Monday, January 29, 2007


We were treated to a superb selection of both solid and liquid refreshments this past weekend by a most cordial host and hostess. Paired with a salmon avocado tartare was a fine Burgundy from the Cote d'Or. The Louis Moulin, Corton
Charlemagne, 1998
matched the salmon perfectly with that steely gunflint superdry mouthfeel typical of the appelation. Mmmmm. No overoaked butteriness here. A “good” wine.
We had quite the selection of red wines before dinner - California, New Zealand, Chile, Argentina. All were good, the only disappointment was the Lurton, Gran Araucano, Cabernet Sauvignon 2003 and this was only because the other wines overpowered it.
With dinner, Beef Wellington, we were served an Australian gem, the Penfolds, St. Henri, Shiraz 2001. This is Penfold's second best shiraz after their Grange and it didn't disappoint. Thick, rich, chewy...mmmm. It was a little tight, though, being young. This was a "wow" wine. You just have to decide if you want to spend the money to experience it!

Cheers, and well done Nat and Laurent!!

Friday, January 26, 2007

Ho Hum

3 wines, different grapes, one with nice "packaging", another with a nice label, and the third kinda ugly. All from South America. From Argentina, the Casa de Campo, Cepas Privadas, Malbec 2004 is a simple malbec, very plain jane...I give it an "OK" with basically a thumbs down for value even at only $13. There are more interesting wines out there for that price. Next up, the Chilcas, Ranch Vineyards, Cab-Syrah 2003 states on it's label "our finest handmade and oak aged wine from the best individual vineyards of our San Rafael estates". Quite the statement, and the packaging is good - a shaped bottle, nice front label and even a little neck-job label with a cute string. Too bad it is a very average wine, I rate it "OK", not worth commenting more. Crap for value at $15. Last, the Veramonte, Merlot Reserva, 2004 from the Casablanca valley in Chile is a "GOOD" wine. Rich, solid fruit, medium-full bodied and warranted another purchase at $15.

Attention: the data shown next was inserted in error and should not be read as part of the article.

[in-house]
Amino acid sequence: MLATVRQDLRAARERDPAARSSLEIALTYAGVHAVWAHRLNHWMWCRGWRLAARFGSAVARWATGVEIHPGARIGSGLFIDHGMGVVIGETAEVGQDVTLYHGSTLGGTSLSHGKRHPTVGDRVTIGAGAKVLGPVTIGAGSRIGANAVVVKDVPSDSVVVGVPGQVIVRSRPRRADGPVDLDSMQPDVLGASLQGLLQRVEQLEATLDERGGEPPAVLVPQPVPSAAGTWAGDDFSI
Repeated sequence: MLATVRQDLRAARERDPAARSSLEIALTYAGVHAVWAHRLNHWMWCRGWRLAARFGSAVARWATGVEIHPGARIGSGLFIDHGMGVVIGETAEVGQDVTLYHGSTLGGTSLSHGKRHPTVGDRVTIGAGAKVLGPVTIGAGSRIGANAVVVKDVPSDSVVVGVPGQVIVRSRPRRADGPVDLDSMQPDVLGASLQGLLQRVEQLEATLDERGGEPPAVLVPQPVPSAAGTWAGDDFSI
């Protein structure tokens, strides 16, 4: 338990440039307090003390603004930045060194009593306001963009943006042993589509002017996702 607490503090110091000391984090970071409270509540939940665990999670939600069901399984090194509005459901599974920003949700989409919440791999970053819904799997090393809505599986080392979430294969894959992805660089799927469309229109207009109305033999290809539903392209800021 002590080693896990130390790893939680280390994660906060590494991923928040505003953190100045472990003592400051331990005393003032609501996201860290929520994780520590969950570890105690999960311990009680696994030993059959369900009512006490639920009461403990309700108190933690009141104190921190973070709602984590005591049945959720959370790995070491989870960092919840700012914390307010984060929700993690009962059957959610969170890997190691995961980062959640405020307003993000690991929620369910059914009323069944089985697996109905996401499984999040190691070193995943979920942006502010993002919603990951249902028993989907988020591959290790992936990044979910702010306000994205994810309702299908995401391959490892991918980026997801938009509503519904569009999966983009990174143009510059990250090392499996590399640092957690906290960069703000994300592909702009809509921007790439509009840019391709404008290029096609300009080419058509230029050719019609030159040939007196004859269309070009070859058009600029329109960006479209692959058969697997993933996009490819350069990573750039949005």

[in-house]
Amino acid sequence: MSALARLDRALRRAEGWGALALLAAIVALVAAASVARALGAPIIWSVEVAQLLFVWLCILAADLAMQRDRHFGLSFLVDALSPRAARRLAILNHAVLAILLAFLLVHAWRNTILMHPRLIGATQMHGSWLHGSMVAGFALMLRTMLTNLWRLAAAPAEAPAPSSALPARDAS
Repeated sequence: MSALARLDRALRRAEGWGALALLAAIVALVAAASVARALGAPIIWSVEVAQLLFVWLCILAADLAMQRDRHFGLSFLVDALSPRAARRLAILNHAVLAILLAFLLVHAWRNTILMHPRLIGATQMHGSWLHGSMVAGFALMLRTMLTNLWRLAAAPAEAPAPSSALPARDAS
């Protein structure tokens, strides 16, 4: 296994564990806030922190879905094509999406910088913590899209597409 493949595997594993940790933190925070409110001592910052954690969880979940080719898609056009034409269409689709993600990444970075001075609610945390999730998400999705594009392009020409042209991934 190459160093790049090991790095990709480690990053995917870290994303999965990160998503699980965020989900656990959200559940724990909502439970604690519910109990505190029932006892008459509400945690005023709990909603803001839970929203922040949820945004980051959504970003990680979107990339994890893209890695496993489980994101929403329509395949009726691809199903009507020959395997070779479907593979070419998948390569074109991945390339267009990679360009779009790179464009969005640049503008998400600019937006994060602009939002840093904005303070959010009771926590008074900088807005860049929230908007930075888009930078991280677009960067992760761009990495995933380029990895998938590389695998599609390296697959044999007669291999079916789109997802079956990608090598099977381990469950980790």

Sunday, January 21, 2007


Nothing like a good spanish wine with good spanish food. The Marques de Vitoria, Crianza, 2000, Rioja is a beautiful wine. It is mature, oaky, full bodied and food friendly. This one gets a "good" rating, and good value at about $20.

I would definitely buy more.


Saturday, January 20, 2007

Buy It All!!

I don't know how these guys do it. They produce the best wine for a quality:price ratio for a wide range of varietals and blends over the several years I have been drinking them. The Finca Flichman Expresiones Reserve Shiraz-Cabernet 2004 from Argentina is simply put a superb wine - a $15.75 "wow" of an effort. It has a beautiful plush mouthfeel, intense but complex flavours, yummy soft open bottle sure doesn't last long. The only criticism I have is that is clocks in at a whopping 15% alcohol, which limits the amount you can enjoy.
I also picked up the latest release of their Reserva, Malbec, oak aged, 2005 which is a fine effort itself, but not as complex and plush as the expresiones. This is a solid "good" wine, also excellent value at $12.95.

Thursday, January 18, 2007


Garrigue is one of those unmeasurable things in a wine - it is a sense of terroir, the characteristics of the land where the wine originated. Almost as if you can taste the land itself. The Chateau Saint Germain, Coteaux du Languedoc, 2002, definitely has that earthy feel in the mouth. This wine proudly displays "unfiltered" on it's label - this is one of the reasons the wine tastes earthy and herby. Very aromatic nose, it smells "dirty". A full bodied, grabs you by the throat wine, lots of flavour (if you're into dirt). Interestingly, orange peel also comes out. The only bad thing about this wine is that I didn't decant it and I kept getting chunks of stuff that felt like soft bark in my mouth...they really didn't filter it. This is a GOOD wine, interesting, a slow flavourful sipper, very different from new world wines but still nice to sip while bundled up in front of a fire in this -20C weather. Solid value at $15 a pop.


Sunday, January 14, 2007

What, A Sale?